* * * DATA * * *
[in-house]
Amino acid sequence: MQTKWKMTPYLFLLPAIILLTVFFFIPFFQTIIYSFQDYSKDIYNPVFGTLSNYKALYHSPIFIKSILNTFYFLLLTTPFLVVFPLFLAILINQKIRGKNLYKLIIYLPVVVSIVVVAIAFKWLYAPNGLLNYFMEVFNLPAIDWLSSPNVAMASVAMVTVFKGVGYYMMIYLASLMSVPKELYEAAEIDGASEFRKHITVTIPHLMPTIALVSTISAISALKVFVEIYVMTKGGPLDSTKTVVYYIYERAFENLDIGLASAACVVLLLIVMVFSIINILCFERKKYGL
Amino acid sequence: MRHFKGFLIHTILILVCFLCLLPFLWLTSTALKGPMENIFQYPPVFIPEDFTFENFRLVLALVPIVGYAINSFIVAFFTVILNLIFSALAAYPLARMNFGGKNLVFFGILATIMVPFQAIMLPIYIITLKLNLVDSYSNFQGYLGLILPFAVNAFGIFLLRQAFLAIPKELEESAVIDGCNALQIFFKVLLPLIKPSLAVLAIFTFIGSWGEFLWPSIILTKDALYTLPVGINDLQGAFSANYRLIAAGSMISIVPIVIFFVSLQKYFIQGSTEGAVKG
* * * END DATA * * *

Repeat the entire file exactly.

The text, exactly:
[in-house]
Amino acid sequence: MQTKWKMTPYLFLLPAIILLTVFFFIPFFQTIIYSFQDYSKDIYNPVFGTLSNYKALYHSPIFIKSILNTFYFLLLTTPFLVVFPLFLAILINQKIRGKNLYKLIIYLPVVVSIVVVAIAFKWLYAPNGLLNYFMEVFNLPAIDWLSSPNVAMASVAMVTVFKGVGYYMMIYLASLMSVPKELYEAAEIDGASEFRKHITVTIPHLMPTIALVSTISAISALKVFVEIYVMTKGGPLDSTKTVVYYIYERAFENLDIGLASAACVVLLLIVMVFSIINILCFERKKYGL
Amino acid sequence: MRHFKGFLIHTILILVCFLCLLPFLWLTSTALKGPMENIFQYPPVFIPEDFTFENFRLVLALVPIVGYAINSFIVAFFTVILNLIFSALAAYPLARMNFGGKNLVFFGILATIMVPFQAIMLPIYIITLKLNLVDSYSNFQGYLGLILPFAVNAFGIFLLRQAFLAIPKELEESAVIDGCNALQIFFKVLLPLIKPSLAVLAIFTFIGSWGEFLWPSIILTKDALYTLPVGINDLQGAFSANYRLIAAGSMISIVPIVIFFVSLQKYFIQGSTEGAVKG